22 August 2023, by Brisch/Red.
Photo: Inger Ulrich
Prof. Dr. Nicole Brisch
Every year, Universität Hamburg welcomes numerous new researchers. This series introduces them and their areas of research. This time: Assyriologist and philologist Prof. Dr. Nicole Brisch.
Prof. Dr. Nicole Brisch came to Universität Hamburg from the University of Copenhagen in Summer Semester 2023 to commence her appointment as Professor of Assyriology in the Faculty of Humanities.
My research area in 3 sentences:
My field is Assyriology, dealing with artifacts of handwritten cuneiform culture from ancient Mesopotamia (3300 BCE to 100 CE). In recent years, I have begun concentrating more on the religious history of the ancient Middle East, as these extensive sources provide us with a unique opportunity to observe the long-term perspectives on human religiosity. The last book I wrote, published together with my colleague Fumi Karahashi from the Chuo University in Japan, illuminated the role of women in the religious history of the ancient Middle East and Asia, thus contributing historical and non-western perspectives to women’s studies.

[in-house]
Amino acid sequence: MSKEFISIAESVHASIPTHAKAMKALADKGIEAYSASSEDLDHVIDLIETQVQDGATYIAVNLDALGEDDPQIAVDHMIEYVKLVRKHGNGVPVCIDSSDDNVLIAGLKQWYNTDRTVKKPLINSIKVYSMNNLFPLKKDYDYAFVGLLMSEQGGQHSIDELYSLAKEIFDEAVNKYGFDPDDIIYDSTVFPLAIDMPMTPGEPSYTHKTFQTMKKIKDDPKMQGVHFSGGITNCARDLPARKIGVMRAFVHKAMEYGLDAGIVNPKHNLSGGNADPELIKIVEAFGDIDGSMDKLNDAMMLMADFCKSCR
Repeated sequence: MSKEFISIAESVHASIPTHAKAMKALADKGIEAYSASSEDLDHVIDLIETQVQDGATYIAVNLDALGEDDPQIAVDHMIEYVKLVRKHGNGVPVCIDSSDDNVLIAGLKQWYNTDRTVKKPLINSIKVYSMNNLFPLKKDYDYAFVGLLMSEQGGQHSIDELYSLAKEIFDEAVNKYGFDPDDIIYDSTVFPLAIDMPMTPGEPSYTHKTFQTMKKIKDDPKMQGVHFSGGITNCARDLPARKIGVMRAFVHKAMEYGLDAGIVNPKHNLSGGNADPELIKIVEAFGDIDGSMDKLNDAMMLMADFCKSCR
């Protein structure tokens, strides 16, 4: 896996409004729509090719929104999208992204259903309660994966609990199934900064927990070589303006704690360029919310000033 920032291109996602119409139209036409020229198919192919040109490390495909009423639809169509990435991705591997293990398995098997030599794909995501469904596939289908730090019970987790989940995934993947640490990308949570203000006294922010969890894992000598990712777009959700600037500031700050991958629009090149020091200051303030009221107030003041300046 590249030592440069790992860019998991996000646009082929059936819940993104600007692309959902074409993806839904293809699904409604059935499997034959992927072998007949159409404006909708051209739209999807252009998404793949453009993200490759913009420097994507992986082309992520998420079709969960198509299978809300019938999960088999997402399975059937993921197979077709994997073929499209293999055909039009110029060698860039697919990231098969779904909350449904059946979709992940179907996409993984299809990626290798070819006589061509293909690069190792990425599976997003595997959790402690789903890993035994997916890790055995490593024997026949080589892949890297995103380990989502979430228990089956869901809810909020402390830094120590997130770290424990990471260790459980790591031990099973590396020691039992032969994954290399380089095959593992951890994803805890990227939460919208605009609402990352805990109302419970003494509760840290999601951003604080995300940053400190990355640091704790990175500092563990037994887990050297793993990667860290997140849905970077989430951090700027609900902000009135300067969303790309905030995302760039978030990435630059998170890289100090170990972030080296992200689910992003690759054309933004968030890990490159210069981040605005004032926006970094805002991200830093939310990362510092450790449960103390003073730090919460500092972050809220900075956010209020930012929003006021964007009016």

This is how I explain my research to my family:
Assyriology deals with pre-Christian Middle Eastern and west-Asian region, in the areas currently located in the states of Syria and Iraq. The area is often referred to as the cradle of civilization, also because writing was invented here approximately 3300 BCE, resulting in a unique, extraordinarily rich, and diverse textual legacy.
The writing system is known as cuneiform because it means “wedge-shaped”, after the wedge-shaped reed tool used to press small marks into soft clay tablets. The text sources may deal with banal matters like invoices or receipts, but also poetic and religious texts such as the Epic of Gilgamesch, one of the oldest epic poems in the world’s history. Cuneiform remained in use for more than 3000 years. The languages and cultures of ancient Mesopotamia allow us fascinating insights into early human history and thought.
In Hamburg, the city and the University, I am looking forward to:
I originally came from Berlin, but, with a few exceptions, I have lived abroad since 1998—firstly in the USA, then in the UK, and most recently, in Denmark. My impression is that both the city and Universität Hamburg are very dynamic, and my experience tells me that this dynamism and the high level of internationalization often produce new perspectives and synergies. I find it fascinating.
I am therefore really looking forward to working with my colleagues in the Asien-Afrika-Institut in the Faculty of Humanities as well as the Excellence Understanding Written Artefacts.
These are my plans at Universität Hamburg; this is what I would like to establish or strengthen:
Assyriology is being established as a degree program in the Asien-Afrika-Institut at Universität Hamburg. This is a huge challenge, but it offers us many opportunities to create an exciting new degree program.